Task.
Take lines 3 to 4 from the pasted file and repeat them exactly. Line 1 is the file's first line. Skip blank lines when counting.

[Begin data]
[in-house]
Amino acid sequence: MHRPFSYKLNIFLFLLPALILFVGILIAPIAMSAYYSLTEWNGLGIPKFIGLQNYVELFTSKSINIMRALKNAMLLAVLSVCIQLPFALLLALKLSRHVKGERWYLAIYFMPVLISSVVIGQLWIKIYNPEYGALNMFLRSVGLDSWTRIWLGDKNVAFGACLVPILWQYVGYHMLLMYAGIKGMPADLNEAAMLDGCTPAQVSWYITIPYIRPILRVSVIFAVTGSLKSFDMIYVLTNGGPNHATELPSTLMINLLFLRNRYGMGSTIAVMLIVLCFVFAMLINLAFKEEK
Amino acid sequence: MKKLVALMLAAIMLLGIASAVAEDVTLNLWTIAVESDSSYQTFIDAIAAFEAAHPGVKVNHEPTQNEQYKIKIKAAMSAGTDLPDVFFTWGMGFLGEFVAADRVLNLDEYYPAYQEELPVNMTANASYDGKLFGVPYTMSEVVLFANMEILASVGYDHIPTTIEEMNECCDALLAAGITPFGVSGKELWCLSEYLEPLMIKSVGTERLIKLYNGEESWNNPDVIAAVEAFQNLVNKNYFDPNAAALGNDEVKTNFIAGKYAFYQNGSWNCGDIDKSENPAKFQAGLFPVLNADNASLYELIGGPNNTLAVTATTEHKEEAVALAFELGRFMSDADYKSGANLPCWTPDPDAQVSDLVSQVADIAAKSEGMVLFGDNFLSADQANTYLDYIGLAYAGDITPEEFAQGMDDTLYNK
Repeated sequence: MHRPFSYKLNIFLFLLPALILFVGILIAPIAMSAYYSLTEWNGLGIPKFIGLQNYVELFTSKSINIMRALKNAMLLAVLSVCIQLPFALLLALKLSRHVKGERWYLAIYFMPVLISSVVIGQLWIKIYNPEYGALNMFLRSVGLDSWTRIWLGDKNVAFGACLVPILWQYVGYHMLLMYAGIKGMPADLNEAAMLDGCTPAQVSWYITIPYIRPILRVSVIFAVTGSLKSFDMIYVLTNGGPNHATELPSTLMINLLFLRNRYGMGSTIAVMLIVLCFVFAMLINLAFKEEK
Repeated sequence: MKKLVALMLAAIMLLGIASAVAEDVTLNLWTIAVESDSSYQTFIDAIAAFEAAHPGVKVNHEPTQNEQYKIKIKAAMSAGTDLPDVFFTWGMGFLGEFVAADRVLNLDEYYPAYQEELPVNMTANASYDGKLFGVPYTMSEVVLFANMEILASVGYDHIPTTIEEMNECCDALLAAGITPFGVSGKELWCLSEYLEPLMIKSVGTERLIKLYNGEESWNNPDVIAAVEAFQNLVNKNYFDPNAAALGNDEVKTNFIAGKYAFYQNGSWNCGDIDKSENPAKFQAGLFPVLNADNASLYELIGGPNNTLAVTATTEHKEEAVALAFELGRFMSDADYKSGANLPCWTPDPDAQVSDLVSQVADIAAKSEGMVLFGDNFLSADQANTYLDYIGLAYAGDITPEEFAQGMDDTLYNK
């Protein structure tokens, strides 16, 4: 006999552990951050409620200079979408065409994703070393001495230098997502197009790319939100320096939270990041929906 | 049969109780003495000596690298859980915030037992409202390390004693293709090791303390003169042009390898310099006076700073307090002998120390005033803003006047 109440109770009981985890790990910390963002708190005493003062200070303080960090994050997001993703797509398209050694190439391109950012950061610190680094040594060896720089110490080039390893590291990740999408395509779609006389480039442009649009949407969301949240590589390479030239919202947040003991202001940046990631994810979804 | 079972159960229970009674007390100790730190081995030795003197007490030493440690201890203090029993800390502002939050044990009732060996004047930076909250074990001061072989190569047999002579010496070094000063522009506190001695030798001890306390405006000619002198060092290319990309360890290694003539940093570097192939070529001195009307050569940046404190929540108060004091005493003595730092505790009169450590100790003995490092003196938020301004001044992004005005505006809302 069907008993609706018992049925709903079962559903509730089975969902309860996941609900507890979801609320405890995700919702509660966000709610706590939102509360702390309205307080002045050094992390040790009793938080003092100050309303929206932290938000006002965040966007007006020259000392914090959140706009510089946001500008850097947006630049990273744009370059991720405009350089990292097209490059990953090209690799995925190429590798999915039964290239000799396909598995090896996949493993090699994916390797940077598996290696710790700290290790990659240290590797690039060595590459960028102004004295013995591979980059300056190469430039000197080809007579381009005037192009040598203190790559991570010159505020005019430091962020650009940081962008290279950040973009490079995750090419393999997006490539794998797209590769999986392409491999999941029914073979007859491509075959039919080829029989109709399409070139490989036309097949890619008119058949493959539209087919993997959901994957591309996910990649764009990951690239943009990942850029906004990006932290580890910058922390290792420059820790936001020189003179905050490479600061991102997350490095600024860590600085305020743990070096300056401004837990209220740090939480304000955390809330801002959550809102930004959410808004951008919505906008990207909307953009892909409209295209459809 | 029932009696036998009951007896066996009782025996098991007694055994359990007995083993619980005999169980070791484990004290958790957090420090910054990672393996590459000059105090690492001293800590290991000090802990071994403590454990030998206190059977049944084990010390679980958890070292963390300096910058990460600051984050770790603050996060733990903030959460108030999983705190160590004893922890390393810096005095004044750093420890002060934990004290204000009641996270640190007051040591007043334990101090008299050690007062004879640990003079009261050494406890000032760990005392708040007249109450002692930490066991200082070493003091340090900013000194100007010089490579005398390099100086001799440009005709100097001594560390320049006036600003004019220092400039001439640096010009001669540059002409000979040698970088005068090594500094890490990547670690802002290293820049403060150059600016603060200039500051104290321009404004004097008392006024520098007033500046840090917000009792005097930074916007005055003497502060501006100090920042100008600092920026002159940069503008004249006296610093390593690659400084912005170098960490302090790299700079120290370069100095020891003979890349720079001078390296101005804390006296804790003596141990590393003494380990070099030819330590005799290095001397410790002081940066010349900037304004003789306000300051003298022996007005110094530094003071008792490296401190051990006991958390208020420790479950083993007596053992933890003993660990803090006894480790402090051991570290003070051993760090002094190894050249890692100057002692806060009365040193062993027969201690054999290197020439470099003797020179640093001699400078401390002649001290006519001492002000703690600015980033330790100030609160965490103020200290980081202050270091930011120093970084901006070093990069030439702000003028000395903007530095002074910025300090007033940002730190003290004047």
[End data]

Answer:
Amino acid sequence: MKKLVALMLAAIMLLGIASAVAEDVTLNLWTIAVESDSSYQTFIDAIAAFEAAHPGVKVNHEPTQNEQYKIKIKAAMSAGTDLPDVFFTWGMGFLGEFVAADRVLNLDEYYPAYQEELPVNMTANASYDGKLFGVPYTMSEVVLFANMEILASVGYDHIPTTIEEMNECCDALLAAGITPFGVSGKELWCLSEYLEPLMIKSVGTERLIKLYNGEESWNNPDVIAAVEAFQNLVNKNYFDPNAAALGNDEVKTNFIAGKYAFYQNGSWNCGDIDKSENPAKFQAGLFPVLNADNASLYELIGGPNNTLAVTATTEHKEEAVALAFELGRFMSDADYKSGANLPCWTPDPDAQVSDLVSQVADIAAKSEGMVLFGDNFLSADQANTYLDYIGLAYAGDITPEEFAQGMDDTLYNK
Repeated sequence: MHRPFSYKLNIFLFLLPALILFVGILIAPIAMSAYYSLTEWNGLGIPKFIGLQNYVELFTSKSINIMRALKNAMLLAVLSVCIQLPFALLLALKLSRHVKGERWYLAIYFMPVLISSVVIGQLWIKIYNPEYGALNMFLRSVGLDSWTRIWLGDKNVAFGACLVPILWQYVGYHMLLMYAGIKGMPADLNEAAMLDGCTPAQVSWYITIPYIRPILRVSVIFAVTGSLKSFDMIYVLTNGGPNHATELPSTLMINLLFLRNRYGMGSTIAVMLIVLCFVFAMLINLAFKEEK